Theresa Marchetta, a well-known investigative reporter and news anchor for Channel 7 News, has good advice for young journalists on how to excel in the field, and, more generally, in terms of the most important aspects of being a reporter.
Marchetta graduated from the University of California, San Diego, with her BA in mass communication and media studies. Marchetta is a news anchor on The Now at 4 p.m. through the Denver Channel; she has also been an anchor and investigative reporter for 7 News for the past 14 years, and is an adjunct professor at Johnson & Wales University.
Marchetta has been awarded an Emmy for Best News Anchor two times and has been named Best Anchor in Westword and 5280 Magazine. Marchetta was also awarded the journalistic enterprise Emmy, and was recognized for that same award, from the Colorado Broadcasters Association. Marchetta has also received that Arizona Associated Press Award and the Kaiser Permanente “Thrive Award” by the Colorado Association of Black Journalists for health reporting.
Though Marchetta has been in the industry for over 14 years, and has received multiple awards and praise, she was not originally planning to become an investigative reporter.
“I couldn’t decide what I wanted to do when I was in college, because I had a lot of interests that were related. I feel relaxed and comfortable in front of people, and I think that, combined with kind of a sense of right and wrong, social justice, empowering people, and wanting to do bigger things, made me decide to become an investigative reporter,” said Marchetta.
Marchetta’s drive to expose those who are taking advantage of others has led her to write many articles that have exposed the wrong-doers in our society. Some examples include a story on Western State University professor Daniel Cress, who was arrested on charges of Internet luring a child.
Not only has Marchetta exposed many people for wrongdoing throughout her career, but she says it is what drives her to be a journalist.
“For me, it was about utilizing the power of media and the power of television and now other platforms, to expose things that need to be exposed. There is no checks and balances for local, state, and federal government, except the media,” she said.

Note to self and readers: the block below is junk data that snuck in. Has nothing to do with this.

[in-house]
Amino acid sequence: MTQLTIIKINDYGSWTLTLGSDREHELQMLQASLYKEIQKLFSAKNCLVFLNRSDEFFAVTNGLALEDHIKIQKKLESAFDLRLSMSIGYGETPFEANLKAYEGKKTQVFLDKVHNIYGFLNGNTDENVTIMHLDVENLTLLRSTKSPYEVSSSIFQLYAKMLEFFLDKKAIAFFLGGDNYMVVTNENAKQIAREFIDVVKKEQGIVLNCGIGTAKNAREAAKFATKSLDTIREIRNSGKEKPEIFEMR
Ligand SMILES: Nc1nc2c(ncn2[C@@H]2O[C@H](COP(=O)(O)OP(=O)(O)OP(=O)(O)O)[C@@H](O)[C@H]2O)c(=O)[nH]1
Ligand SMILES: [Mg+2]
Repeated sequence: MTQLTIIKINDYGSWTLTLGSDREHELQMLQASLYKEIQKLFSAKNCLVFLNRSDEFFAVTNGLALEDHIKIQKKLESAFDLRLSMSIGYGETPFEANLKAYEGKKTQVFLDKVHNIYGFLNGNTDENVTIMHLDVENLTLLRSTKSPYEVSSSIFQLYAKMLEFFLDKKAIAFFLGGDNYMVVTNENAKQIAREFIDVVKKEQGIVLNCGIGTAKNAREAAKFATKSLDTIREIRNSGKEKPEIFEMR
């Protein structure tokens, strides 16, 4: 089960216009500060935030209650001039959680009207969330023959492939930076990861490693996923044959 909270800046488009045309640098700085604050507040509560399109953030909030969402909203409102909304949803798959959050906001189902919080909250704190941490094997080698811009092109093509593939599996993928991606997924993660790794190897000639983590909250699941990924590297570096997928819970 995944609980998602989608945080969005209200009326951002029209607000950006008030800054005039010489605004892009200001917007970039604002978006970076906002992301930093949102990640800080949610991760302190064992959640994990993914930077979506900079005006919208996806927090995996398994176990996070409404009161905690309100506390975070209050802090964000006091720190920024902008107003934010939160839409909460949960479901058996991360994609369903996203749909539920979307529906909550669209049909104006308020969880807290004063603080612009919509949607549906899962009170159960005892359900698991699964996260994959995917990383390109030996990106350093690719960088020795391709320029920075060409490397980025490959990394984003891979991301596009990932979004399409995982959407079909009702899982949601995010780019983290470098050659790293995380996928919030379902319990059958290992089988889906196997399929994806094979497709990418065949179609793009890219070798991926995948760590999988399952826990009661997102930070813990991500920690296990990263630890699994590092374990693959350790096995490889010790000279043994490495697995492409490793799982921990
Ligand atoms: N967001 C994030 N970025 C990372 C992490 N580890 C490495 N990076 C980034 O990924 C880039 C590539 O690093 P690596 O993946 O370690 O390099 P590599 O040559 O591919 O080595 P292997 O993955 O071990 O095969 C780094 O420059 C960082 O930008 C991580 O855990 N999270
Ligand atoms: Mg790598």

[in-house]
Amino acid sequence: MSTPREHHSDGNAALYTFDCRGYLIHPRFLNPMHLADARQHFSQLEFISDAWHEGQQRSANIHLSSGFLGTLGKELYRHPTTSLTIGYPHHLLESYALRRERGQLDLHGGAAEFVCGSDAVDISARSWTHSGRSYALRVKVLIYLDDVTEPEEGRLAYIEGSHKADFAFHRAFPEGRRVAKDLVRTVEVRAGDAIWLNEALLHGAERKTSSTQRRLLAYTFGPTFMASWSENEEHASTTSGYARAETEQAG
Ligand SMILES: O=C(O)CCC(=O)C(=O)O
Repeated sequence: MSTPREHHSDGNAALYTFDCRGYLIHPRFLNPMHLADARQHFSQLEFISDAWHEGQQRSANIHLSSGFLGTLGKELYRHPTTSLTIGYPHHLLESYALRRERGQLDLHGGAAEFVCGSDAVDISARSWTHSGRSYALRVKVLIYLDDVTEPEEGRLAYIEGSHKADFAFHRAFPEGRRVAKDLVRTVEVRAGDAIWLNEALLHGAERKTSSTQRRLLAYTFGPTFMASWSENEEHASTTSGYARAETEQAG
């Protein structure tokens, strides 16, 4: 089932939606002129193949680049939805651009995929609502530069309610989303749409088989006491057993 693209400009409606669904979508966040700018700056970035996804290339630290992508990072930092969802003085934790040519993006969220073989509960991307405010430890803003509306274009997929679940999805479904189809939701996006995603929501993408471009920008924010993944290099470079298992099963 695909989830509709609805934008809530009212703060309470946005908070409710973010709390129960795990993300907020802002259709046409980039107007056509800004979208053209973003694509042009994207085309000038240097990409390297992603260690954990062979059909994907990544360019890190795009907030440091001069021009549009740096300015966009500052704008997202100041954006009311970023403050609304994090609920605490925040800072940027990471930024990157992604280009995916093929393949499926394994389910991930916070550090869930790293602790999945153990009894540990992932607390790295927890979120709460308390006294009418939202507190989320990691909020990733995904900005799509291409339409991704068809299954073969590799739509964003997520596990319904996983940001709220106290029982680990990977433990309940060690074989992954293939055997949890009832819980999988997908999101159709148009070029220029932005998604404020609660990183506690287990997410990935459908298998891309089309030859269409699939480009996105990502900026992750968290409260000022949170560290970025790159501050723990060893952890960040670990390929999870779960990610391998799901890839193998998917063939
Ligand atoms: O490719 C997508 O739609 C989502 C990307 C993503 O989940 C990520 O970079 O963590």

However, as serious as Marchetta seemed in a phone interview conducted recently, her voice contains a lightheartedness that builds trust and makes people want to continue to talk to her. This is a characteristic she stresses is incredibly important to have as a reporter.
“Developing sources is important and relationships are important,” Marchetta explained. “You never want to mislead anyone. You need to be honest about what you’re trying to learn about and why.”
Marchetta also stressed that entry-level journalists should read as much literature as they can, and watch the way other journalists are doing their jobs, even online journalists, in order to be successful later on in the field.
“Really read as much as you can, right now,” she suggested. “There’s so many really really good journalists, especially online. And look at the way that news journalists are doing their jobs.”
Marchetta also suggests that aspiring journalists should not shy away from stories that you may have a strong opinion about.
“I would look at it as a challenge. You can’t deny being a human being and having feelings, but you absolutely must be objective or you will not turn good stories, you just won’t,” she said.
“And being objective does not mean not having feelings, being objective simply means getting all sides and all facts and exhausting every avenue and every lead and every resource. That’s all it means. It doesn’t mean you don’t have feelings or emotions on a topic, it just means that you don’t let those feelings or emotions get in the way of the facts you’re presenting,” she added.
However, Marchetta explained that her job of being an investigative reporter and news anchor is not always easy, and that many young professionals go into the industry expecting to just be on television.
“I feel like the hardest thing about my job is being myself, and I think for a lot of people, you know, it’s not about performing so much, you have to have a sense about why you’re doing what you’re doing, it can’t be about being on television or you’re going to be disappointed.”
In the end, Marchetta constantly hit on the idea that being a good investigative journalist and reporter means understanding the underlying idea of empowering people, and providing the checks and balances for organizations that do not seem to have any.
“Empowering people everyday with the information that they need to live their lives and to make good choices for their lives. So for me, it’s about wanting to have a greater purpose and utilizing the medium for that purpose.”